Well, chapter one is done and dusted until I reach the end and begin the inevitable rewrite. I started writing chapter two a couple of days back. Trying to tell you the reader a story without giving too much away isn’t easy. I’m applying the ‘Red Herring’ approach a lot this time. After all, we can’t have you thinking “I’ve cracked it!” within the first few chapters now can we.

What I will say is that at the moment, the story involves Dr Gilbert Briggs and a geologist travelling back in time to several key locations, in his quest to discover if the subject of endless debate down the centuries actually existed. So what is it I hear you cry? That’s for me to know and for you through Gilbert’s eyes, to find out. As for its location, that’s if you think you might know…

One other thing I can tell you is that the story quite possibly involves ‘ancient gods’, race memory and ancient cataclysms across the world. I’ve changed the working title once more. This time just one word –  Cataclysm. For now it suites my thinking.

This time round I’m only writing a couple of hundred words each day before going back through them to ensure you don’t become convinced you know what’s going to happen next. As for character conversations, first of all I just write what I want them to say before changing the words so that even when they are having a conversation, your still left guessing. Then I stop for a few hours to think things through, usually by playing my favourite video game Mass Effect 3. Doing something completely different to take my mind of things helps enormously.

More later.

PS Even writing this post, I’ve had to rewrite it several times for the reasons stated above. Devious or what?

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Progress Report 5

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This might be the location. Then again it might not…

Well, I’m almost ready to begin my latest hybrid scifi/archaeological eBook. While I’ve been researching until my eyes bleed, with my brain turning to mush from all the historical and pseudo scientific information I have been digesting, not to mention reading the wild imaginings of people like Plato and others of his ilk, the hardest thing is to psych myself up to write it.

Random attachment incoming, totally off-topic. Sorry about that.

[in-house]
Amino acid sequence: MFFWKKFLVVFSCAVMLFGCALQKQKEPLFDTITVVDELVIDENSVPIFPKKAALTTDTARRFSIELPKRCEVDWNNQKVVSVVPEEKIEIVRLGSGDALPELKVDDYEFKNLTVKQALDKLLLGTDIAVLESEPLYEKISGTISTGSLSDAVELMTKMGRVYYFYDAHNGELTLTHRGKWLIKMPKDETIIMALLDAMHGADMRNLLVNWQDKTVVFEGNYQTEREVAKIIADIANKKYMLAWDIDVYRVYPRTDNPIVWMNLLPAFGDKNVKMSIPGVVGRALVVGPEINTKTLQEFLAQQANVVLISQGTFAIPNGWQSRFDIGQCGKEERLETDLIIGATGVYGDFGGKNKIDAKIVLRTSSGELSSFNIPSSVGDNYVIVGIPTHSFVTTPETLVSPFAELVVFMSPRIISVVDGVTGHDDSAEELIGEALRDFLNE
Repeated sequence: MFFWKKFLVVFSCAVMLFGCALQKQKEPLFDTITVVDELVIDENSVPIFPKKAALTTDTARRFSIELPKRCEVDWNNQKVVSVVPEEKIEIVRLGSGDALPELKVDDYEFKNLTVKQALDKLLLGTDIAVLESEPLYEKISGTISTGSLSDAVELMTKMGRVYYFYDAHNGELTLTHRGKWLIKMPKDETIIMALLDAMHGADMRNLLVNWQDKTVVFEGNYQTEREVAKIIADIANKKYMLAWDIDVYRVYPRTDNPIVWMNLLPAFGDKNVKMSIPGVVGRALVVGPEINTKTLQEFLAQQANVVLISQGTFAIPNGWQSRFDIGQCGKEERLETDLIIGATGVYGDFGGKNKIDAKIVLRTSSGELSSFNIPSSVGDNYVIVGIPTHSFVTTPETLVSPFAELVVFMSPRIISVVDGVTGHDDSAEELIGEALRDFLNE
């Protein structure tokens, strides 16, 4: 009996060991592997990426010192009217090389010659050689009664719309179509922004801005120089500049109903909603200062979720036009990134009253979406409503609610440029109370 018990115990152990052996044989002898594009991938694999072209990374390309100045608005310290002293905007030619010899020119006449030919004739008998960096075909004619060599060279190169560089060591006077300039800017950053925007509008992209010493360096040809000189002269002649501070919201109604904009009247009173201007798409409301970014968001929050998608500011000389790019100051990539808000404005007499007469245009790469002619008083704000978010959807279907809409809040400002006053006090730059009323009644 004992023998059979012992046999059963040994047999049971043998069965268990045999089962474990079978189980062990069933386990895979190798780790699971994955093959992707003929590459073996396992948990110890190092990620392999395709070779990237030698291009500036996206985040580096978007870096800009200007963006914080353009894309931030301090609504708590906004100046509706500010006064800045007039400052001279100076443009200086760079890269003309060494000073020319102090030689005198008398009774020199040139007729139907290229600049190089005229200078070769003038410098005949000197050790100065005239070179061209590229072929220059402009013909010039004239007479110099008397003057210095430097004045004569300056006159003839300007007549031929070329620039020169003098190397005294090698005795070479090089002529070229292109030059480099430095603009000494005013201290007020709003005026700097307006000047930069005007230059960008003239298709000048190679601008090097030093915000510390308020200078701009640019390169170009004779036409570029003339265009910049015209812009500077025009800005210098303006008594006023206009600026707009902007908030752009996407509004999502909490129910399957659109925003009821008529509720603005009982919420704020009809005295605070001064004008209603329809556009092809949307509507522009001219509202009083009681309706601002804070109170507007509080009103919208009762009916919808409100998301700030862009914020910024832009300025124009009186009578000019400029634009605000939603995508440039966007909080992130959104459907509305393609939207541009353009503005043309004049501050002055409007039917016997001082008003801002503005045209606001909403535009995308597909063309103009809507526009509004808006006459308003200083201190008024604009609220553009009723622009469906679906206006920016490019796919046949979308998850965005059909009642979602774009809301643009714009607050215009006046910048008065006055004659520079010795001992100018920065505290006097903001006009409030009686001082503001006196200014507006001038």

The last eBook I wrote was my scifi novella The Next Age published in October of last year. Starting a new project is not as easy as you would think, given the amount of time that has passed – almost an entire year…

As yet I have absolutely no idea how long it will be. Whether or not it winds up as a full length novel (150 – 200,000 words), or a novella (30 – 50,000 words) is entirely down to how it evolves. At the moment I am sticking with the working title History Rewritten. As I get further into it, something within the text will hopefully spark its final title.

For those of you who have been following the previous four ‘Progress’ posts, you will know that my main character will be Dr Gilbert Briggs, the new head of the fictitious UK Advanced Science Institute, which for the purposes of the story, I locate in the city of Norwich in the English county of Norfolk, barely forty miles north of where I live, here in north Suffolk.

In the short story that set me on this path, and which begins the book, Gilbert invented and built the ‘Teleportation Gate’ and the subcutaneous homing beacon. To test them out before he allowed anyone else to travel through time, he had himself sent back to 1066 and the Battle of Hastings, where his own ancestor almost succeeded in killing him.

Now all I have to do is regain my inner writing discipline. Once I get going, I’ll be fine. It’s just the act of starting that is the hard part…